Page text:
BurbankNBeyond: What impact will this, a single community have in the long term objective in stopping puppy mills?
Vice Mayor Gabel-Luddy: The Animal Welfare Act is nearly 50 years old.
One of the most impressive things that I think can happen is people at the grass roots level, and that may be an individual neighborhood, or an individual community starts to take action.
It’s by that kind of community by community action that we finally see an effect at the state or national level. Rather than look at this as a city by city thing, I think, my experience has been that it is extremely grass roots.
People are recognizing that breeding a female over and over and over again with multiple litters on an annual basis, in the conditions that have been documented.
If you look at the materials presented you will see this is factual information. I think grassroots is good.
BurbankNBeyond: Should the federal government take a more proactive approach to the issue?
Vice Mayor Gabel-Luddy: It is always good to approach your legislators, whether local, state, or federal and ask for a strengthening of laws or reinforcement of laws.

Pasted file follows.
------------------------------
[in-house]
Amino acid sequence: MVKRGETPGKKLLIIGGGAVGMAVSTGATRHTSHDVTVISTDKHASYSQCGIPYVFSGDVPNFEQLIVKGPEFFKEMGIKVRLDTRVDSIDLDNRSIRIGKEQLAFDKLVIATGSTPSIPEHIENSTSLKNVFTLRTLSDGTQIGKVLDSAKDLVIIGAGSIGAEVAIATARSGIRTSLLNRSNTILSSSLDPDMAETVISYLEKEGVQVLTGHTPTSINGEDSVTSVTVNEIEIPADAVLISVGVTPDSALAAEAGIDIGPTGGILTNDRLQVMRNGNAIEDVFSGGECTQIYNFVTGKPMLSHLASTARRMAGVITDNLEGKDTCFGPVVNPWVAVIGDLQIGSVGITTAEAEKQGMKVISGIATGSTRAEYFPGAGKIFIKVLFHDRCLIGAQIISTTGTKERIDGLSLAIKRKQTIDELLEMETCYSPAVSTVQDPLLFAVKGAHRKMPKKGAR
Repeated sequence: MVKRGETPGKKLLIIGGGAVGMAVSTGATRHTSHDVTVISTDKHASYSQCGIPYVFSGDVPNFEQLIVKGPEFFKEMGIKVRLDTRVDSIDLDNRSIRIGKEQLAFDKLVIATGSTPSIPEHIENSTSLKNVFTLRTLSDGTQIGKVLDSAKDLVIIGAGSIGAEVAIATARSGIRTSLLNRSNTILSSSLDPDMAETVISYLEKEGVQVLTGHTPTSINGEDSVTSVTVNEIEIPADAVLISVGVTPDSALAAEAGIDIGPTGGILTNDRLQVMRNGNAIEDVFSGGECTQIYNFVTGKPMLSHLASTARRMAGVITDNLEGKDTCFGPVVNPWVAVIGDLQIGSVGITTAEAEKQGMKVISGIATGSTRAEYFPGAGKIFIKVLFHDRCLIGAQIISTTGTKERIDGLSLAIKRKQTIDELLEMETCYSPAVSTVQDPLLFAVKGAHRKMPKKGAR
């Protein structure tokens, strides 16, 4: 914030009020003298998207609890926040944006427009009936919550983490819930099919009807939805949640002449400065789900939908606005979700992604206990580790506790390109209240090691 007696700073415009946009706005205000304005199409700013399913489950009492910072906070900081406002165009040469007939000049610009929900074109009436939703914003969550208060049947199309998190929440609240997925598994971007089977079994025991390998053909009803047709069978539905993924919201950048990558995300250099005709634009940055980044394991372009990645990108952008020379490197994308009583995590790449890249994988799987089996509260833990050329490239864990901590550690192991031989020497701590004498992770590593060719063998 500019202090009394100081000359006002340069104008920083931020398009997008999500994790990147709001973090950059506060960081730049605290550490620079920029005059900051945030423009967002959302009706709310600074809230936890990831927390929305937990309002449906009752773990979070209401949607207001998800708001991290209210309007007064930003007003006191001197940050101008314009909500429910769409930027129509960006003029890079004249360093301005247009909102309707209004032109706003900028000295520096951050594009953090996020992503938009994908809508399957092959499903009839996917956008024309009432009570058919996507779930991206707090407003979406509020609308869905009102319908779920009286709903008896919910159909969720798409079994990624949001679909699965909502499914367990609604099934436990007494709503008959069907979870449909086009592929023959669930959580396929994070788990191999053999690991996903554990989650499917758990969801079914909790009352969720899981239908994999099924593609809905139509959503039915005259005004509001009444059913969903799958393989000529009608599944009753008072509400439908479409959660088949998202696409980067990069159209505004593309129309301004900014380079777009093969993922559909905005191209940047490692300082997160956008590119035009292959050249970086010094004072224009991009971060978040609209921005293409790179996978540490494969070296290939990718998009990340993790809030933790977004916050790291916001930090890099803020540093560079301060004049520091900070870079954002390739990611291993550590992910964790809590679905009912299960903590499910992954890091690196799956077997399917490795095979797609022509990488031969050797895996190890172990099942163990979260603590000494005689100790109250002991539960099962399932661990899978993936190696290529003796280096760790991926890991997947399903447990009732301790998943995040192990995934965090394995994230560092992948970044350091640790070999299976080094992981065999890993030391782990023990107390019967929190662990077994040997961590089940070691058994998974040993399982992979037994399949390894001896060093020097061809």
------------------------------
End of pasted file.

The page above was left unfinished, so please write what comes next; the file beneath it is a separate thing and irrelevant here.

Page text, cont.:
I don’t think any of us would argue with that.
The only focus on the City of Burbank is focusing on the community. I am certain that the direction we (City of Burbank) take on this that it will gain the attention of state legislators.
BurbankNBeyond: Should I have the right to adopt or acquire any puppy I want, a husky puppy, or a malamute puppy?
Vice Mayor Gabel-Luddy: There are a variety of sources for acquiring puppies. And there has never been any problem with buying them from a reputable breeder, or adopting from a rescue, or adopting from a specialty breed rescue.
There is no problem acquiring a puppy from a breeder if you are seeking a particular breed. There are plenty of reputable breeders who breed those kinds of pure-bred dogs.
What I’ve been impressed with when you go to someone who is a reputable breeder is that first of all they do not “sell” their dogs. Secondly they interview the people who are considering buying puppies. And thirdly they make the potential buyer very much aware of the temperament of the dog to see whether or not the owner understands what’s required, and if it’s the right kind of dog.
It’s a much more one on one understanding. Many of the reputable breeders will require the buyer to spay or neuter the dogs.
BurbankNBeyond: Do you have a position on puppies bought or sold over the Internet?
Vice Mayor Gabel-Luddy: There are so many legitimate breeders in Southern California that I’m surprised someone wouldn’t just take the time to see the litter and meet the parents, see what kind of facility they are being raised in, and conclude their purchase in that manner. That seems like the most humane thing to do.
BurbankNBeyond: What happens if this ordinance passes?